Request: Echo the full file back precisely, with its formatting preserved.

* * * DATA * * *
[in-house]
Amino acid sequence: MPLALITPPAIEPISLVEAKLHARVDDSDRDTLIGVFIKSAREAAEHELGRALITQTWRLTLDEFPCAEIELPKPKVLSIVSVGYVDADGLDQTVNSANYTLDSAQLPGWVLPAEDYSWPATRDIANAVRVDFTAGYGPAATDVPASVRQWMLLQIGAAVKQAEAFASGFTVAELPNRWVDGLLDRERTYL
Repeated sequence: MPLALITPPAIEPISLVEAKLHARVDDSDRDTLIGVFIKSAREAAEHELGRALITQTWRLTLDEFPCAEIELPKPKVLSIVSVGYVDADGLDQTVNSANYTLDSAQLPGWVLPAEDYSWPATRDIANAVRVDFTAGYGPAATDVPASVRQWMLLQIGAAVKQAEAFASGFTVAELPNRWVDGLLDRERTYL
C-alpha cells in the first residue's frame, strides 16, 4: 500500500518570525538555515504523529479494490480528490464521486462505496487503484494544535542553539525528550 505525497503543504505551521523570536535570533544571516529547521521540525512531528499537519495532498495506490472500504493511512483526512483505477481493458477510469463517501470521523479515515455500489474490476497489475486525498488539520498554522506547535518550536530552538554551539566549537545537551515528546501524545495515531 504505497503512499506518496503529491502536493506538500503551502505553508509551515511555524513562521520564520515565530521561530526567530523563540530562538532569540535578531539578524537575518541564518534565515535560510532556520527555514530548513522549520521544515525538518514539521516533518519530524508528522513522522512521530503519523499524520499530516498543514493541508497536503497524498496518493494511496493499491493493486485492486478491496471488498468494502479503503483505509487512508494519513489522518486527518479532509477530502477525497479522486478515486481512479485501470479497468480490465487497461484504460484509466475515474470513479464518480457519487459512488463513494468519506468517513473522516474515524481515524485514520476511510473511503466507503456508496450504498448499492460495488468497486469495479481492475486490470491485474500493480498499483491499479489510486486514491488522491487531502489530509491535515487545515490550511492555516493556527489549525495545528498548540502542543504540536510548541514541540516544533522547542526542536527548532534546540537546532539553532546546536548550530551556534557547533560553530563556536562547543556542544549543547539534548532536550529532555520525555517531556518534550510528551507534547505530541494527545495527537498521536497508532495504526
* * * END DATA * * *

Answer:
[in-house]
Amino acid sequence: MPLALITPPAIEPISLVEAKLHARVDDSDRDTLIGVFIKSAREAAEHELGRALITQTWRLTLDEFPCAEIELPKPKVLSIVSVGYVDADGLDQTVNSANYTLDSAQLPGWVLPAEDYSWPATRDIANAVRVDFTAGYGPAATDVPASVRQWMLLQIGAAVKQAEAFASGFTVAELPNRWVDGLLDRERTYL
Repeated sequence: MPLALITPPAIEPISLVEAKLHARVDDSDRDTLIGVFIKSAREAAEHELGRALITQTWRLTLDEFPCAEIELPKPKVLSIVSVGYVDADGLDQTVNSANYTLDSAQLPGWVLPAEDYSWPATRDIANAVRVDFTAGYGPAATDVPASVRQWMLLQIGAAVKQAEAFASGFTVAELPNRWVDGLLDRERTYL
C-alpha cells in the first residue's frame, strides 16, 4: 500500500518570525538555515504523529479494490480528490464521486462505496487503484494544535542553539525528550 505525497503543504505551521523570536535570533544571516529547521521540525512531528499537519495532498495506490472500504493511512483526512483505477481493458477510469463517501470521523479515515455500489474490476497489475486525498488539520498554522506547535518550536530552538554551539566549537545537551515528546501524545495515531 504505497503512499506518496503529491502536493506538500503551502505553508509551515511555524513562521520564520515565530521561530526567530523563540530562538532569540535578531539578524537575518541564518534565515535560510532556520527555514530548513522549520521544515525538518514539521516533518519530524508528522513522522512521530503519523499524520499530516498543514493541508497536503497524498496518493494511496493499491493493486485492486478491496471488498468494502479503503483505509487512508494519513489522518486527518479532509477530502477525497479522486478515486481512479485501470479497468480490465487497461484504460484509466475515474470513479464518480457519487459512488463513494468519506468517513473522516474515524481515524485514520476511510473511503466507503456508496450504498448499492460495488468497486469495479481492475486490470491485474500493480498499483491499479489510486486514491488522491487531502489530509491535515487545515490550511492555516493556527489549525495545528498548540502542543504540536510548541514541540516544533522547542526542536527548532534546540537546532539553532546546536548550530551556534557547533560553530563556536562547543556542544549543547539534548532536550529532555520525555517531556518534550510528551507534547505530541494527545495527537498521536497508532495504526